10. On 10 September 2012 the appellants' appeals were heard by First-Tier Tribunal Judge Turkington. In his determination he allowed the appeals to the extent that they were referred back to the respondent for decisions to be made on the relevant issues. These were whether the respondent had made appropriate enquiries about the children, whether the respondent had considered the claims that the first applications were unlawfully rejected and if so the consequences including whether the appellants would have had continuing leave and the weight to be attached to a potential claim by the appellants against their former representatives for negligence.

11. The next step taken by the respondent was to issue the decisions of 6 November 2012.

12. As well as the new bundle from the appellant's representatives I have written submissions prepared by Ms Pinder. I invited the representatives to address me on the preliminary issue of whether the appellants should be permitted to go behind the concession recorded by the judge in paragraph 5 of the determination which I have set out above. On instructions Ms Pinder accepted that the concession was made and is correctly recorded. In her written submissions she argues that the appellants' original applications were improperly rejected, remain outstanding and must be dealt with by the respondent. For this purpose she asked me to find that the respondent's latest decision was not in accordance with the law and that I should allow the appeal to this extent so that the respondent could make a valid decision in relation to the original applications. In support of this she argues that the latest decision refers to the application of 25 March 2011 rather than the application of 7 February 2011.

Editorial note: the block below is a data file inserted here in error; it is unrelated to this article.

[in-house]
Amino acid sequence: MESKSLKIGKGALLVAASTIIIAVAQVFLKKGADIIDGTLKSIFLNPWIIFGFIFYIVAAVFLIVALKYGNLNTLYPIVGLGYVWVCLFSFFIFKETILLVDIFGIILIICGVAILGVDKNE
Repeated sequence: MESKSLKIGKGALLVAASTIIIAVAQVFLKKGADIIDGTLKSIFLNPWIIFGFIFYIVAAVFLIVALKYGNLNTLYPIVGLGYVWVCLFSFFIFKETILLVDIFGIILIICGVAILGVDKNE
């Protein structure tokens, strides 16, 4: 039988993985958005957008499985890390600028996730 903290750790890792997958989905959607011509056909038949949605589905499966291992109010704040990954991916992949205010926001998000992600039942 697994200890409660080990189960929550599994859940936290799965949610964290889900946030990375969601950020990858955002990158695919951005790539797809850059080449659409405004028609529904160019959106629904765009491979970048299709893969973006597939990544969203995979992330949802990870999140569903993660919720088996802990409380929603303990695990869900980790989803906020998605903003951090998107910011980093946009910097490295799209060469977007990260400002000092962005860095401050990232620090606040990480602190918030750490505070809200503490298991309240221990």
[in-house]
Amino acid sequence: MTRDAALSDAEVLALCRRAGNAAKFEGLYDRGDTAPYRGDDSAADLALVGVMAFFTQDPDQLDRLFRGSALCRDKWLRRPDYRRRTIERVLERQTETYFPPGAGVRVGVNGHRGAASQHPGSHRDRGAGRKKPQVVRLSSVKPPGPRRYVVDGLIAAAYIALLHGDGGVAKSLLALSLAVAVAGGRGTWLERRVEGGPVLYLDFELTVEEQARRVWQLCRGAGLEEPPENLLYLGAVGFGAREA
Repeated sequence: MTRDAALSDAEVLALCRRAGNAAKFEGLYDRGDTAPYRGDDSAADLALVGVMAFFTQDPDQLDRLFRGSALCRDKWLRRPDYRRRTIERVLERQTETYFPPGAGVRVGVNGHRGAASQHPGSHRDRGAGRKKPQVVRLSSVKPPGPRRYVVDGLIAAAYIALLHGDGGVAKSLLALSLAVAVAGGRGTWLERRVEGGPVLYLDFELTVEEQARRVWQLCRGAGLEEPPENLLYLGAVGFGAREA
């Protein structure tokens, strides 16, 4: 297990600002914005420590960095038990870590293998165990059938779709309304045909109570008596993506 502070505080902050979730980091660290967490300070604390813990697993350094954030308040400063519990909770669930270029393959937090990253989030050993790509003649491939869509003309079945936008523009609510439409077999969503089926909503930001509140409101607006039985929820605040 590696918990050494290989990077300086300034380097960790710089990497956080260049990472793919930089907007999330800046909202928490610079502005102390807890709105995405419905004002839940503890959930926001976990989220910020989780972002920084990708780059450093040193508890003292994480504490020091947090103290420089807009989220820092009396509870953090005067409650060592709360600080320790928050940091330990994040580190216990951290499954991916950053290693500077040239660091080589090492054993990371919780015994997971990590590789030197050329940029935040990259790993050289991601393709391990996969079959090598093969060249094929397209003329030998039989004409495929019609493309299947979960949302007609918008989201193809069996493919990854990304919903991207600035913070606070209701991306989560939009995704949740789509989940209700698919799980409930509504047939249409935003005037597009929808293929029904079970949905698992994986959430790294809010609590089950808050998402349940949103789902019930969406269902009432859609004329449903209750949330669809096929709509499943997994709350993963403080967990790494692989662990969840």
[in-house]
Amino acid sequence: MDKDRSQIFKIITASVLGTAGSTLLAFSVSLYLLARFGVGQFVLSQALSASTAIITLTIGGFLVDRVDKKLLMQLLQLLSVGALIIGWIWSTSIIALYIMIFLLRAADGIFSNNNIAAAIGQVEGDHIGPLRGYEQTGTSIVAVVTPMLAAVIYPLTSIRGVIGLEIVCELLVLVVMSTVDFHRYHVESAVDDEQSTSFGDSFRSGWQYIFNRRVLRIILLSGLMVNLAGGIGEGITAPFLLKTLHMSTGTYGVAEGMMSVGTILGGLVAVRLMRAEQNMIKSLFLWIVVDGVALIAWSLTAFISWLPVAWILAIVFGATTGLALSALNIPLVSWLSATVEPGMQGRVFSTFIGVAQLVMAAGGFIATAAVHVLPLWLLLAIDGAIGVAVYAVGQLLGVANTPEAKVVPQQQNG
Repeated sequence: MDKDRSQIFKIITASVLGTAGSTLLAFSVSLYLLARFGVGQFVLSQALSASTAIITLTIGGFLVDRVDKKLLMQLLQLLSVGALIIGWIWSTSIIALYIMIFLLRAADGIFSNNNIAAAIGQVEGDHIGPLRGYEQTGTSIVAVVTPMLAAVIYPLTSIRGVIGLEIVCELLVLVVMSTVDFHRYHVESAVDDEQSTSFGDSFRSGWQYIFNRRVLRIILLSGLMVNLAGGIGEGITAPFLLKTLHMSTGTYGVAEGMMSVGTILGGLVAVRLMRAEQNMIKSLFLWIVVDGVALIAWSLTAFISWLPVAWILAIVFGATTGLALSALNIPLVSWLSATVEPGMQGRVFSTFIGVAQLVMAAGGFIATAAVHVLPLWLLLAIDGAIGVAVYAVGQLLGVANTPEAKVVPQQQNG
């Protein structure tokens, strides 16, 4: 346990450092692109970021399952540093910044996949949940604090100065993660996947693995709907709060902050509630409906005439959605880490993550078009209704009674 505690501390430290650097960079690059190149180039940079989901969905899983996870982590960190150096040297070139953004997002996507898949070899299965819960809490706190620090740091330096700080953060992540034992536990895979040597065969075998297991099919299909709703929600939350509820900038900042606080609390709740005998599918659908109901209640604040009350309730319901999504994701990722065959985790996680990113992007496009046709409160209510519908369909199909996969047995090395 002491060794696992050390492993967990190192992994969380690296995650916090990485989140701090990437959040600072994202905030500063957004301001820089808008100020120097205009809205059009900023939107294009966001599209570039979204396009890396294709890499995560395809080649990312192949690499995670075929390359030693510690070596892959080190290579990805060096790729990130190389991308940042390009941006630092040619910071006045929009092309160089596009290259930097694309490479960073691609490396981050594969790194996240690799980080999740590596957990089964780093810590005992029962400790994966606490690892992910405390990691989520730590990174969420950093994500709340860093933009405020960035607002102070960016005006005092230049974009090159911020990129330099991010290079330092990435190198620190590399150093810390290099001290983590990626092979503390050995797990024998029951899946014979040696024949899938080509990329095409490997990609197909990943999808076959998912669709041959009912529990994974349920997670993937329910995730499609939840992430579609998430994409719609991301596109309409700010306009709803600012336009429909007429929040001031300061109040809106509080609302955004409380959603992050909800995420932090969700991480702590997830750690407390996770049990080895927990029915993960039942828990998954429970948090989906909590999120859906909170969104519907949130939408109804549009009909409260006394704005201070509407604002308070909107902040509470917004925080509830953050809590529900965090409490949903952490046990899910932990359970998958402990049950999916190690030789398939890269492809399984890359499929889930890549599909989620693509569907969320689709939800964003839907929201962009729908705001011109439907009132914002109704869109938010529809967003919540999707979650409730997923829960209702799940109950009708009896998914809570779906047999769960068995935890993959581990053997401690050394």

13. Mrs Tanner argued that this should not be permitted. The point had not been raised until the hearing today and there was no suggestion that the concession had not been made or was incorrectly recorded.